Milne v Milne

JurisdictionEngland & Wales
CourtCourt of Appeal (Civil Division)
JudgeLORD JUSTICE ORMROD,MR. JUSTICE PURCHAS,LORD JUSTICE SHAW
Judgment Date03 February 1981
Judgment citation (vLex)[1981] EWCA Civ J0203-2
Docket Number81/0080

[1981] EWCA Civ J0203-2

IN THE SUPREME COURT OF JUDICATURE

COURT OF APPEAL

ON APPEAL FROM SALISBURY COUNTY COURT

Royal Courts of Justice

Before:

Lord Justice Ormrod

Lord Justice Shaw

Mr. Justice Purchas

81/0080

Marjorie Edith Milne
Respondent
and
Victor Desmond Milne
Appellant

and

Avril Ann Elsey

MR. R. HILL (instructed by Messrs. Cross & Dickinson, Southampton) appeared on behalf of the Appellant.

MR. K. C. CUTLER (instructed by Messrs. Trethowans, Salisbury) appeared on behalf of the Respondent.

LORD JUSTICE ORMROD
1

Mr. Justice purchas will deliver the first judgment in this case.

MR. JUSTICE PURCHAS
2

This is an appeal from an order made by His Honour Judge Ewart-James on 29th December 1980 in the Salisbury County Court. The order provided for periodical payments to be made to the wife, Majorie Edith Milne, of £33 per week and to the one relevant child of the family of £15 per week. The learned judge further ordered that, within one month of the order, the husband should open a non-profit insurance policy over a ten year period to make capital provision for the petitioner wife.

3

The parties were married on 14th May 1947. There were three children, two of whom are now over 18, and the third child, Denise Sharon, who was born on 19th May 1967. She is, therefore, nearly 14 years of age. The parties lived together until April 1979, so they were together for some 32 years. On 16th August 1979 there was an order in the Magistrates' Court at Salisbury, when the magistrates found desertion on the part of the husband, granted the custody of Denise to the wife and ordered payments of £15 per week to the wife and £7.50 per week for Denise. The wife issued a petition on the grounds of adultery; the decree nisi was pronounced on 2nd May 1980 and was made absolute on 2nd July 1980. The wife gave notice of application in the suit claiming periodical payments, an order for transfer of property and an order for a lump sum payment which resulted in the order which is the subject-matter of this appeal.

4

The husband is employed as a supermarket manager. His earnings are of the order of £7,500 per annum. There are, with the papers, two models showing the financial position of the parties, both prior to the hearing of 29th December 1980 and their position as a result of the order made by the learned judge, but excluding any payments under the life insurance policy.

5

The notice of appeal asked for an order that there should be no lump sum payment in addition to periodical payments. The ground of the appeal was that there was no jurisdiction in the court to order that the husband should take out a life insurance policy as the learned judge purported to order. Mr. Hill, who has appeared for the appellant husband, has conceded that, on the figures for earnings and liabilities as between the parties, there is no reasonable way in which he can attack the order for periodical payments, provided that the court excludes the liability for the premia which would have to be paid under the policy. In those circumstances, it is not necessary for me in this judgment to set out the details of the financial positions as disclosed in the two models which have been so helpfully prepared by Mr. Hill in support of his appeal.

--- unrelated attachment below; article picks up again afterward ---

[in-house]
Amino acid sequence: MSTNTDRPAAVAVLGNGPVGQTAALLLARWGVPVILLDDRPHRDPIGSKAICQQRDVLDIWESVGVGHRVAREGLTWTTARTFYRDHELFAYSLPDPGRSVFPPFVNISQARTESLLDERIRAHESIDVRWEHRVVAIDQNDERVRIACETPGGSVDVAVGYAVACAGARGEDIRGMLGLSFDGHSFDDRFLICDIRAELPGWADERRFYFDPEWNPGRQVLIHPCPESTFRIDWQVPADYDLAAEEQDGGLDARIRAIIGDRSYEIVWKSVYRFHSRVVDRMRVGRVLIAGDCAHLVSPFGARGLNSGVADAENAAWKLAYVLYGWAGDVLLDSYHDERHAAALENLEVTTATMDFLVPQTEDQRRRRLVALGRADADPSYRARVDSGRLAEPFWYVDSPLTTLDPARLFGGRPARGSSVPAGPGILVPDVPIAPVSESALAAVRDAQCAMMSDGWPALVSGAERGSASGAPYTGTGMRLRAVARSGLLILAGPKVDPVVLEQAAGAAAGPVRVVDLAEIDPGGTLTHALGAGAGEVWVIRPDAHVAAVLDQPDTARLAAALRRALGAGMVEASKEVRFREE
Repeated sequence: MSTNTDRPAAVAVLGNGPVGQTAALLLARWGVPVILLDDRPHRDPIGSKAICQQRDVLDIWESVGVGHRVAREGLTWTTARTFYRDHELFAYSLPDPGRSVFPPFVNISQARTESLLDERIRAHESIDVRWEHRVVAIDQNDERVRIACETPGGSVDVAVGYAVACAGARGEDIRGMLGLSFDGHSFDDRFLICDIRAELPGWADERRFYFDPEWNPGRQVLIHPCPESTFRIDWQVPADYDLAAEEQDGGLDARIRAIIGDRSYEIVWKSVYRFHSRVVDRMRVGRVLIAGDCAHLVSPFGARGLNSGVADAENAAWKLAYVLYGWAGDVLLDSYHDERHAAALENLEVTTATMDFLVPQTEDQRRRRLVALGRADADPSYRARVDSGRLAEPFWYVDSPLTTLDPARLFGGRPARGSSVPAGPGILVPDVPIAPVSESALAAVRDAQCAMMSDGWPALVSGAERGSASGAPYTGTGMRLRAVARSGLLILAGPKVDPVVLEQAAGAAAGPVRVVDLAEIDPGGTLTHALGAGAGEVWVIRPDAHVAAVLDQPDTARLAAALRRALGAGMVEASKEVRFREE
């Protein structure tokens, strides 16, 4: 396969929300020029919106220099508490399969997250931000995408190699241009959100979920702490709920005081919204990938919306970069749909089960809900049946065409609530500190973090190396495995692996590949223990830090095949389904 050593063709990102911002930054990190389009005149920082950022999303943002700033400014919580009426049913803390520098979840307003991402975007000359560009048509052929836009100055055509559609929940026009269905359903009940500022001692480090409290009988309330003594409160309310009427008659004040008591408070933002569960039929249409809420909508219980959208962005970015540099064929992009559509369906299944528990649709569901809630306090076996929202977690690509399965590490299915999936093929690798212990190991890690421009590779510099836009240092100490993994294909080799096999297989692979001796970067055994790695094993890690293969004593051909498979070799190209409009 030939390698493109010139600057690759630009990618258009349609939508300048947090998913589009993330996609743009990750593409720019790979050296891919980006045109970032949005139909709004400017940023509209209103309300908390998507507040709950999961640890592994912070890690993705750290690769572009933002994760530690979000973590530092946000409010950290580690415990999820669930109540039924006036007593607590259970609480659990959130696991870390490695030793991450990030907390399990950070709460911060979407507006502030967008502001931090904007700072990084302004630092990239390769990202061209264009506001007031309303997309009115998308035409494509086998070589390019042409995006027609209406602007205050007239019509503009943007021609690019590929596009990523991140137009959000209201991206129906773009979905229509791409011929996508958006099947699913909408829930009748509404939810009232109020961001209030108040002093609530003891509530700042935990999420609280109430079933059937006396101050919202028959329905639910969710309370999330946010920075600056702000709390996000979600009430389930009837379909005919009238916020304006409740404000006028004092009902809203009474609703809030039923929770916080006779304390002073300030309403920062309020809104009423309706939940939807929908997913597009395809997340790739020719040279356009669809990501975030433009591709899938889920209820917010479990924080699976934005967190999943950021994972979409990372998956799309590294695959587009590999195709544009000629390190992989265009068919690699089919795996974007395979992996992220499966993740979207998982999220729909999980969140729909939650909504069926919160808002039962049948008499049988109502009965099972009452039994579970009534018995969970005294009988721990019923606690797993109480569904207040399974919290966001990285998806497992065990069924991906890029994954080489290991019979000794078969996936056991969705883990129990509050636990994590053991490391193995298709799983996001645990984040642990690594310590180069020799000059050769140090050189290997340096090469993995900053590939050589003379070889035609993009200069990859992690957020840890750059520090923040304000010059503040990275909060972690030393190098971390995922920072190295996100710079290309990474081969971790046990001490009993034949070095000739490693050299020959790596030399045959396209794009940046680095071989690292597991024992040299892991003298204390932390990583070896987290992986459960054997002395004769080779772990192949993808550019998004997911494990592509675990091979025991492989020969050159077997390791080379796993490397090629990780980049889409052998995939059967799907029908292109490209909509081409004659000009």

6

The main issue has revolved around the power of the court to make the order that the learned judge made in respect of the life insurance policy. The powers are granted by section 23 of the Matrimonial Causes Act 1973. Sub-paragraphs (1) (a) and (1) (b) provide for periodical payments and the securing of those payments if it is seen fit by the court so to do. Sub-paragraph (c) deals with the power to order a lump sum payment. Such payment can be in the form of a sum or sums which, for practical purposes, has been interpreted by the courts as a lump sum in one payment or in instalment payments. There is no power to secure an order made under section 23(1) (c). This distinguishes the powers granted under section 23(1) (c) from the powers granted by the earlier sub-sections. It would be quite outside the ambit of the powers granted by section 23(1) (c) to view the annual premia of the life insurance policy as instalment payments of a lump sum payment.

7

Carefully considering section 23(1) and the ambit of the provisions therein, I have no doubt that there is no power granted by the Act under that section to order the kind of relief which the learned judge purported to order in the form of a life insurance policy. The contention has been supported by Mr. Hill by reference to two other sections of the Act—section 5 and section 10—which, each in their own way, deal with the importance of securing financial provision for a respondent party; and the wording of those sections and the authorities to which Mr. Hill referred, but to which I do not find it necessary to refer myself, show that the Act does envisage financial steps and provisions which could secure the future of one of the parties which lie outside the ambit of...

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